On January 4, the Trump administration released its proposed five-year offshore oil and gas leasing plan, ostensibly kicking off a 60-day public comment period during which affected communities would be given the chance to weigh in on the administration’s plan.
But less than a week after releasing the proposal — which would open up nearly every inch of federal water to the possibility of offshore drilling — Secretary Ryan Zinke made an unexpected announcement on Twitter. Calling Florida Gov. Rick Scott (R) a “straightforward leader that can be trusted,” and noting that “Florida is unique and its coasts are highly reliant on tourism as an economic driver,” Zinke said that he would be removing Florida waters from consideration for new oil and gas platforms.
Observers were quick to note that the move likely had political motivations, handing Scott and other Florida Republicans — who had been outspoken in their opposition to the plan — a win. But legal experts are pointing out another major flaw in Zinke’s hasty exemption: it’s likely illegal.
That’s because offshore leasing decisions are subject to a number of federal laws — chiefly, the Administrative Procedures Act and the Outer Continental Shelf Lands Act — that dictate formal processes for how the Department of the Interior must consider, and revise, its decisions regarding which offshore areas can be opened up to oil and gas.
By publishing the plan in the Federal Register, the Interior Department initiated the formal rule-making process, which dictates a 60-day public comment period as well as an environmental impact statement for areas that could be opened up to drilling. Announcing a change in the proposal two days into the process signals that the administration isn’t following the required procedure, legal experts argue, and raises flags about whether the decision was arbitrary or capricious — two things prohibited by administrative law.
“The decision is apparently being made two days into a comment period for the state of Florida, but not for the numerous other states that requested the same exclusion based on the same reasoning,” Sierra Weaver, senior attorney with the Southern Environmental Law Center, told ThinkProgress. “Under the Administrative Procedures Act, you would say this is arbitrary and capricious. It is also clearly in violation of federal law, which requires this very specific process.”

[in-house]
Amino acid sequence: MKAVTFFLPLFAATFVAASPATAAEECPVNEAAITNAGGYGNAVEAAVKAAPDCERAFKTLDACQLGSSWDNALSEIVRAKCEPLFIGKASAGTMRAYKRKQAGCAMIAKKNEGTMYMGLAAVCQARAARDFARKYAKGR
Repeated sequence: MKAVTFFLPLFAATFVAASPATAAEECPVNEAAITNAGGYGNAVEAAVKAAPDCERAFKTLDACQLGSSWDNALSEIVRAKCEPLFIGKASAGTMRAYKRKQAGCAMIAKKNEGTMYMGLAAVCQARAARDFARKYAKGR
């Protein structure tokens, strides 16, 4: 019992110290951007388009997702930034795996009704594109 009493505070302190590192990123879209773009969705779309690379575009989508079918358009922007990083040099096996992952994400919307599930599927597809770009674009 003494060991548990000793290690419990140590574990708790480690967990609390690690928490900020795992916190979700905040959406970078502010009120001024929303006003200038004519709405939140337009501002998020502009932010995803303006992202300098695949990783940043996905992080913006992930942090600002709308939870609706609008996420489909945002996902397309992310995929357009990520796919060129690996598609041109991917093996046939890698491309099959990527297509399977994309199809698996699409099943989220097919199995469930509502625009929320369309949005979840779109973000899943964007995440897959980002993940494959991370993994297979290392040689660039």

According to Weaver, the problem with Zinke’s announcement isn’t his reasoning; economic factors are a viable reason to remove an area from a proposed offshore oil and gas leasing plan. The issue is that Zinke apparently made the decision without following the procedures mandated by federal law, rather than waiting to make the announcement after a full public comment period and environmental impact study.
“It’s the lack of the formal process,” Weaver said. “No one has ever seen anything like this. I don’t think anyone has imagined anything like this.”
Kristen Monsell, Oceans Program Litigation Director for the Center for Biological Diversity, agreed that Zinke likely violated federal law in choosing to remove Florida from the proposed plan.
“The Outer Continental Shelf Lands Act requires the administration to consider several specific factors in developing an offshore oil and gas leasing plan in light of national energy needs and the risks of offshore drilling. Helping Republicans to win elections certainly isn’t one of those factors,” Monsell told ThinkProgress via email. “And basic principles of administrative law require the agency to carefully consider its decisions and public input, not change its mind on a whim.”
Following Zinke’s announcement on Tuesday night, numerous governors, representatives, and attorneys general from states included in the proposed five-year plan argued that offshore drilling would negatively impact their coastlines and tourism industries.
“California is also ‘unique’ & our ‘coasts are heavily reliant on tourism as an economic driver,'” California Attorney General Xavier Becerra (D) tweeted. “Our ‘local and state voice’ is firmly opposed to any and all offshore drilling. If that’s your standard, we, too, should be removed from your list. Immediately.”
It’s possible states could attempt to challenge Zinke’s decision in court immediately, though SELC’s Weaver cautioned that it’s unclear what those challenges might look like. Most legal challenges, however, will likely come when the Interior Department releases its final five-year offshore plan. If the agency fails to give similar consideration to other states that make a case for being excluded from the plan, those states might challenge the final plan as “arbitrary and capricious” under administrative law.
“The real question will come when this process completely plays out and what the final decision looks like,” Weaver said. “If Florida was able to make this request, it only seems sensible that the Secretary would be honoring the similar requests of states like North Carolina, Maryland, Virginia, and New Jersey.”